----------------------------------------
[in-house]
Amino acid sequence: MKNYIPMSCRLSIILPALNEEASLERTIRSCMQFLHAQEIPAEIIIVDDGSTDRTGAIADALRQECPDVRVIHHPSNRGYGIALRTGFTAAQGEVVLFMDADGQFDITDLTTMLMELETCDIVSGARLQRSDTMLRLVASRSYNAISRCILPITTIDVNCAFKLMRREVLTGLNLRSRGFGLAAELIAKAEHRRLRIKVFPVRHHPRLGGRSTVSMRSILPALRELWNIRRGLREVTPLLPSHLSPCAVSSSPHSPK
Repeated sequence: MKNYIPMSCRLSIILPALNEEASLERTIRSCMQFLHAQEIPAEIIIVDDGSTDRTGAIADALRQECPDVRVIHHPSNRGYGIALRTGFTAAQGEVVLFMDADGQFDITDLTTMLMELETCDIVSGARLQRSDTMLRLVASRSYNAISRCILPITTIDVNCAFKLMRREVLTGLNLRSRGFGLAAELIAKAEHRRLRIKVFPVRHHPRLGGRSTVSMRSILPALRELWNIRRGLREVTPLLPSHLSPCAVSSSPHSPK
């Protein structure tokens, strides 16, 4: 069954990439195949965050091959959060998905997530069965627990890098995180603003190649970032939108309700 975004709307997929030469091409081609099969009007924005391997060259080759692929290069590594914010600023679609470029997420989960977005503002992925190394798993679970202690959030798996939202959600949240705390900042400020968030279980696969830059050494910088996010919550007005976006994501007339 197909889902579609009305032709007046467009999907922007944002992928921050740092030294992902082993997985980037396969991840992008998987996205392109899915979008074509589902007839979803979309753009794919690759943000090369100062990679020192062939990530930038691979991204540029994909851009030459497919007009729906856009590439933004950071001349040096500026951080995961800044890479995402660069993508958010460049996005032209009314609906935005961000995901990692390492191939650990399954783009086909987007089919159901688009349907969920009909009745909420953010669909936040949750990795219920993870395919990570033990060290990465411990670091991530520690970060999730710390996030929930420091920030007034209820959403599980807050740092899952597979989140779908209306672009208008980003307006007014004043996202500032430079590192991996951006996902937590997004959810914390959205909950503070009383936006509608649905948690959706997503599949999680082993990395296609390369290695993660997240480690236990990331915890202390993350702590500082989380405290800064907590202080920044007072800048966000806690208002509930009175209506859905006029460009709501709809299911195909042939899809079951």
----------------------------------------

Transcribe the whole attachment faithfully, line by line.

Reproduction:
[in-house]
Amino acid sequence: MKNYIPMSCRLSIILPALNEEASLERTIRSCMQFLHAQEIPAEIIIVDDGSTDRTGAIADALRQECPDVRVIHHPSNRGYGIALRTGFTAAQGEVVLFMDADGQFDITDLTTMLMELETCDIVSGARLQRSDTMLRLVASRSYNAISRCILPITTIDVNCAFKLMRREVLTGLNLRSRGFGLAAELIAKAEHRRLRIKVFPVRHHPRLGGRSTVSMRSILPALRELWNIRRGLREVTPLLPSHLSPCAVSSSPHSPK
Repeated sequence: MKNYIPMSCRLSIILPALNEEASLERTIRSCMQFLHAQEIPAEIIIVDDGSTDRTGAIADALRQECPDVRVIHHPSNRGYGIALRTGFTAAQGEVVLFMDADGQFDITDLTTMLMELETCDIVSGARLQRSDTMLRLVASRSYNAISRCILPITTIDVNCAFKLMRREVLTGLNLRSRGFGLAAELIAKAEHRRLRIKVFPVRHHPRLGGRSTVSMRSILPALRELWNIRRGLREVTPLLPSHLSPCAVSSSPHSPK
């Protein structure tokens, strides 16, 4: 069954990439195949965050091959959060998905997530069965627990890098995180603003190649970032939108309700 975004709307997929030469091409081609099969009007924005391997060259080759692929290069590594914010600023679609470029997420989960977005503002992925190394798993679970202690959030798996939202959600949240705390900042400020968030279980696969830059050494910088996010919550007005976006994501007339 197909889902579609009305032709007046467009999907922007944002992928921050740092030294992902082993997985980037396969991840992008998987996205392109899915979008074509589902007839979803979309753009794919690759943000090369100062990679020192062939990530930038691979991204540029994909851009030459497919007009729906856009590439933004950071001349040096500026951080995961800044890479995402660069993508958010460049996005032209009314609906935005961000995901990692390492191939650990399954783009086909987007089919159901688009349907969920009909009745909420953010669909936040949750990795219920993870395919990570033990060290990465411990670091991530520690970060999730710390996030929930420091920030007034209820959403599980807050740092899952597979989140779908209306672009208008980003307006007014004043996202500032430079590192991996951006996902937590997004959810914390959205909950503070009383936006509608649905948690959706997503599949999680082993990395296609390369290695993660997240480690236990990331915890202390993350702590500082989380405290800064907590202080920044007072800048966000806690208002509930009175209506859905006029460009709501709809299911195909042939899809079951």